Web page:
Night after night this summer, troops from the Army's historic Old Guard have left their immaculately pressed dress blues, white gloves and shiny black boots at home to slip into Arlington National Cemetery in T-shirts and flip-flops to photograph each and every grave with an iPhone.
The sometimes eerie task to photograph more than 219,000 grave markers and the front of more than 43,000 sets of cremated remains in the columbarium is part of the Army's effort to account for every grave and to update and fully digitize the cemetery's maps. The Old Guard performs its work at night to escape the summer heat and to avoid interrupting funerals.
Last year, a scandal over mismanagement at the nation's most hallowed burial ground revealed unmarked and mismarked graves. Congress then mandated that the cemetery account for the graves of the more than 330,000 people interred in the cemetery. Markers may bear more than one name, such as a service member and spouse.
The photos taken at night are matched with other records to find discrepancies that need to be fixed, and officials say it's too early in the process to draw any conclusions. Military officials hope they can eventually use the photos to create an online database for the public. Four million people annually visit the cemetery.
The Old Guard troops typically escort remains and fire three-volley salutes at military funerals. When taking photos, they have middle-of-the-night run-ins with rabbits, foxes and deer in the cemetery, which is situated on the estate where Confederate Gen. Robert E. Lee once lived.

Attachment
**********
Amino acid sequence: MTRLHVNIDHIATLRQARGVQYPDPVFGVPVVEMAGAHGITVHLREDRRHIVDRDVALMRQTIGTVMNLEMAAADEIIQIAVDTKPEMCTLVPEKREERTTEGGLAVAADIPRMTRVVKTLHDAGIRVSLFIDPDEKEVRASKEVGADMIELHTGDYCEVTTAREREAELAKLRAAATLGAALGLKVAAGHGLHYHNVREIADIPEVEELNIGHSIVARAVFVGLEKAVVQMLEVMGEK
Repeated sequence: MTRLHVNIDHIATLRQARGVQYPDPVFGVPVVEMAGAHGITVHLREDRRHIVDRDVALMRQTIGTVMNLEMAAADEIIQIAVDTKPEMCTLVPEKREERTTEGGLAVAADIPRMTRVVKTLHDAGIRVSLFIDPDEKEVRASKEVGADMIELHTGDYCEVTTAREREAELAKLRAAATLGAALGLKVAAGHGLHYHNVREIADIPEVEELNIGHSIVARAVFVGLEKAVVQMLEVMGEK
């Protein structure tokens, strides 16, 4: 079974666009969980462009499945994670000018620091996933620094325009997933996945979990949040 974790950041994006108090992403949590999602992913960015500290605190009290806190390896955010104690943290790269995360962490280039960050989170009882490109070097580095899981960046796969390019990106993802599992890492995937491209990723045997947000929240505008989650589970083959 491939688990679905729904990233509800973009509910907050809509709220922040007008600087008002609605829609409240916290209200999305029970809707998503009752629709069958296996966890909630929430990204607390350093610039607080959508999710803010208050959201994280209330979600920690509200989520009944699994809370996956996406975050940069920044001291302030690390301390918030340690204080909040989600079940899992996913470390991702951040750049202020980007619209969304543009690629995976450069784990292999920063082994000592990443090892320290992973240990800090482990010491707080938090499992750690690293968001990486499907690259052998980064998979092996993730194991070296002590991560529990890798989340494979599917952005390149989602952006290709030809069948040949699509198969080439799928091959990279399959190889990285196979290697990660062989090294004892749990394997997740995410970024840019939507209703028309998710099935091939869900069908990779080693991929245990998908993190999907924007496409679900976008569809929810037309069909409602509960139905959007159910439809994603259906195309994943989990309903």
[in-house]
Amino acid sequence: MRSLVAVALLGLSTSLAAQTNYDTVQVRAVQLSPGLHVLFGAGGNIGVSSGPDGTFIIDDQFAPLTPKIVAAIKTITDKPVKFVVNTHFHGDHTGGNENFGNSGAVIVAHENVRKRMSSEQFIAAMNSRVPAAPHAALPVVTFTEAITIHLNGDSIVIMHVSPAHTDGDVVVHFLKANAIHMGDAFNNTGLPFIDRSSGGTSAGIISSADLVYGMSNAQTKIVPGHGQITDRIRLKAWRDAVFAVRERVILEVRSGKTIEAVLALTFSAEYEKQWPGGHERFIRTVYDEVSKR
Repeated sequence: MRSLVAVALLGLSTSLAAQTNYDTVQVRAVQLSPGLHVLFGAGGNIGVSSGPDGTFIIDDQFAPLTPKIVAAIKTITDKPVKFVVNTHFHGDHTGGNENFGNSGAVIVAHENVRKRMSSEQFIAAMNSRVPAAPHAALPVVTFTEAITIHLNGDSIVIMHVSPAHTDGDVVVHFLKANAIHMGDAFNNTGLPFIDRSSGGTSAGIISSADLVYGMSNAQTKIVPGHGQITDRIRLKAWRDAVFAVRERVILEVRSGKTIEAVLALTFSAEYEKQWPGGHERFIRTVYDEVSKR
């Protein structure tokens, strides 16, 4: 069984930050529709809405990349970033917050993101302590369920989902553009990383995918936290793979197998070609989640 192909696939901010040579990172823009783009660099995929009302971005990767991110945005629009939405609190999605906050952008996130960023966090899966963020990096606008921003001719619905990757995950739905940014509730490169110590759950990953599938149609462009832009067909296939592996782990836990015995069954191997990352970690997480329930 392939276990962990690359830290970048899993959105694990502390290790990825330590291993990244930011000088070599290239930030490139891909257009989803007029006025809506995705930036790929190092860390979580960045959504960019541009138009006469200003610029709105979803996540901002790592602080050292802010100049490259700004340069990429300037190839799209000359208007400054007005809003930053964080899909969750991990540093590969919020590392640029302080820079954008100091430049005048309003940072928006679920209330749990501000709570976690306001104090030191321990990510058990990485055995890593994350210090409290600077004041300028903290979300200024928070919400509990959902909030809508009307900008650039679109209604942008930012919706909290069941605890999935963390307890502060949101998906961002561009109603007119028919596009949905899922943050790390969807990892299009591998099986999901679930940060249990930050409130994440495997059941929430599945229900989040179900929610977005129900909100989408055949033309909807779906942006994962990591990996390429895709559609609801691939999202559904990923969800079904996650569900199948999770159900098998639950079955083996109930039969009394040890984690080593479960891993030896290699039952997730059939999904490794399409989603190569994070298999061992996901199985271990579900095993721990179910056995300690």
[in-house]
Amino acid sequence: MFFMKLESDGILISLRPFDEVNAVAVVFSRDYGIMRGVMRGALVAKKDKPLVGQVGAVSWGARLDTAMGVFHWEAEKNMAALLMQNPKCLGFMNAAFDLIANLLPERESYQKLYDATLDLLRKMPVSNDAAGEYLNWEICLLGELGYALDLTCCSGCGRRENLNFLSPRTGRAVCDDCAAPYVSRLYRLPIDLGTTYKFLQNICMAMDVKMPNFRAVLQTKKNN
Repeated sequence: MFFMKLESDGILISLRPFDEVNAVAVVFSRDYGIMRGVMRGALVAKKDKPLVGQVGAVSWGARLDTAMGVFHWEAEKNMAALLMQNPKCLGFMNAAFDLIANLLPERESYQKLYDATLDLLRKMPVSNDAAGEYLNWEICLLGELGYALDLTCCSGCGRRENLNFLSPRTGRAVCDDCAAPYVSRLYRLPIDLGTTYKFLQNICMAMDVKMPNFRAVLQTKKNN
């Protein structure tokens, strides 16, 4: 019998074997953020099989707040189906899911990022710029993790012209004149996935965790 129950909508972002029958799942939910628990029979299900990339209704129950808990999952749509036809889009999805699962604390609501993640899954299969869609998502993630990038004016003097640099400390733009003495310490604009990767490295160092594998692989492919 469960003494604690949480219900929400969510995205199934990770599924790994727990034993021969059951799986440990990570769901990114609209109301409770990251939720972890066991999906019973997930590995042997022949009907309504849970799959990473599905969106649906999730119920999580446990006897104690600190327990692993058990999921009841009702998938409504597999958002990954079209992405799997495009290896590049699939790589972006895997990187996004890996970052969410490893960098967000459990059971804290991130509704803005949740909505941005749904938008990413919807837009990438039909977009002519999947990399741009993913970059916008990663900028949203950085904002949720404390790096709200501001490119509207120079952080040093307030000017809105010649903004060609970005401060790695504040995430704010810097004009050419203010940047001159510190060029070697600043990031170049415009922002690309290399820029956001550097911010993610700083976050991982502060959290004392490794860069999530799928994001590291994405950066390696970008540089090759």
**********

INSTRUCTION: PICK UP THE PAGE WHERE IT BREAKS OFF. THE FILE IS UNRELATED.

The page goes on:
At least one of the soldiers, Sgt. Yvens Saintil, 26, of Philadelphia, who has done two tours in Iraq, says he has friends buried in the cemetery. He has taken time to find their graves and pay respects, even though his duties didn't include photographing their graves.
"At first I was kind of sad a little bit, but it's just part of the mission to continue your mission," Saintil says while standing in the columbarium shortly after sunrise on a recent morning.
The mission is called Task Force Christman, in honor of Pvt. William Henry Christman, an Easton, Pa., native and Civil War soldier who was the first soldier buried at Arlington. The troops executing it are from Delta Company of the 1st Battalion of the 3rd U.S. Infantry Regiment, known as the Old Guard -- the Army's official ceremonial unit, which provides escorts to the president and helps put on military funerals.
The troops say they take seriously their role in restoring order to the cemetery. They reported to cemetery managers any problems, such as a few graves with duplicative headstones, so the issues could be resolved.
"It's something that's important that needs to be done so that family members can come out here and understand where they need to go to find their loved ones," said Spc. Matthew Caruso, 24, of Staatsburg, N.Y. "It's a good feeling, but it can be pretty stressful and it's a lot of hard work and a lot of walking."